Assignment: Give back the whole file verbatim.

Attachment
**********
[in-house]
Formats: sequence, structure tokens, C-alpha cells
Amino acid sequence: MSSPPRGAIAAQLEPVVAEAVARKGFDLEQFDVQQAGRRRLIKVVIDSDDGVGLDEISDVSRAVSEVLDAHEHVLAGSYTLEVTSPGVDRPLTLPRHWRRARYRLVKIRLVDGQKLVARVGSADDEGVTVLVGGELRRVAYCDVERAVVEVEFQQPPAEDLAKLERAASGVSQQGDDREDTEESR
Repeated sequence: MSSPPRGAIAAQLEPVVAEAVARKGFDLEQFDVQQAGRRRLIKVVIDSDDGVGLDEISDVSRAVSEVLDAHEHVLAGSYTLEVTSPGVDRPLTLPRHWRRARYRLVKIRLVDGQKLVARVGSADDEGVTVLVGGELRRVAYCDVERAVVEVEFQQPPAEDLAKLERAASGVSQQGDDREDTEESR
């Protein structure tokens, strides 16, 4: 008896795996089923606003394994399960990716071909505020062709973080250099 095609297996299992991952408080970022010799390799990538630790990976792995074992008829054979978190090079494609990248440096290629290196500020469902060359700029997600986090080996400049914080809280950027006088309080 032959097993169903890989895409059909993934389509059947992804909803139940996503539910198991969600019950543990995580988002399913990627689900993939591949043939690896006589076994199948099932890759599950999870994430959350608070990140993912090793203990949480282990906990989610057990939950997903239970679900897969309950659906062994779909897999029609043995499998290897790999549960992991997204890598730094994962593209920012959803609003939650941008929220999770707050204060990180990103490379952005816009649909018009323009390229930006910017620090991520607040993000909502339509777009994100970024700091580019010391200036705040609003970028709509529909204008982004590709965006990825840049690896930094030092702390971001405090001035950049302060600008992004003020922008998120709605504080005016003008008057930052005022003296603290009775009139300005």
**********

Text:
[in-house]
Formats: sequence, structure tokens, C-alpha cells
Amino acid sequence: MSSPPRGAIAAQLEPVVAEAVARKGFDLEQFDVQQAGRRRLIKVVIDSDDGVGLDEISDVSRAVSEVLDAHEHVLAGSYTLEVTSPGVDRPLTLPRHWRRARYRLVKIRLVDGQKLVARVGSADDEGVTVLVGGELRRVAYCDVERAVVEVEFQQPPAEDLAKLERAASGVSQQGDDREDTEESR
Repeated sequence: MSSPPRGAIAAQLEPVVAEAVARKGFDLEQFDVQQAGRRRLIKVVIDSDDGVGLDEISDVSRAVSEVLDAHEHVLAGSYTLEVTSPGVDRPLTLPRHWRRARYRLVKIRLVDGQKLVARVGSADDEGVTVLVGGELRRVAYCDVERAVVEVEFQQPPAEDLAKLERAASGVSQQGDDREDTEESR
């Protein structure tokens, strides 16, 4: 008896795996089923606003394994399960990716071909505020062709973080250099 095609297996299992991952408080970022010799390799990538630790990976792995074992008829054979978190090079494609990248440096290629290196500020469902060359700029997600986090080996400049914080809280950027006088309080 032959097993169903890989895409059909993934389509059947992804909803139940996503539910198991969600019950543990995580988002399913990627689900993939591949043939690896006589076994199948099932890759599950999870994430959350608070990140993912090793203990949480282990906990989610057990939950997903239970679900897969309950659906062994779909897999029609043995499998290897790999549960992991997204890598730094994962593209920012959803609003939650941008929220999770707050204060990180990103490379952005816009649909018009323009390229930006910017620090991520607040993000909502339509777009994100970024700091580019010391200036705040609003970028709509529909204008982004590709965006990825840049690896930094030092702390971001405090001035950049302060600008992004003020922008998120709605504080005016003008008057930052005022003296603290009775009139300005």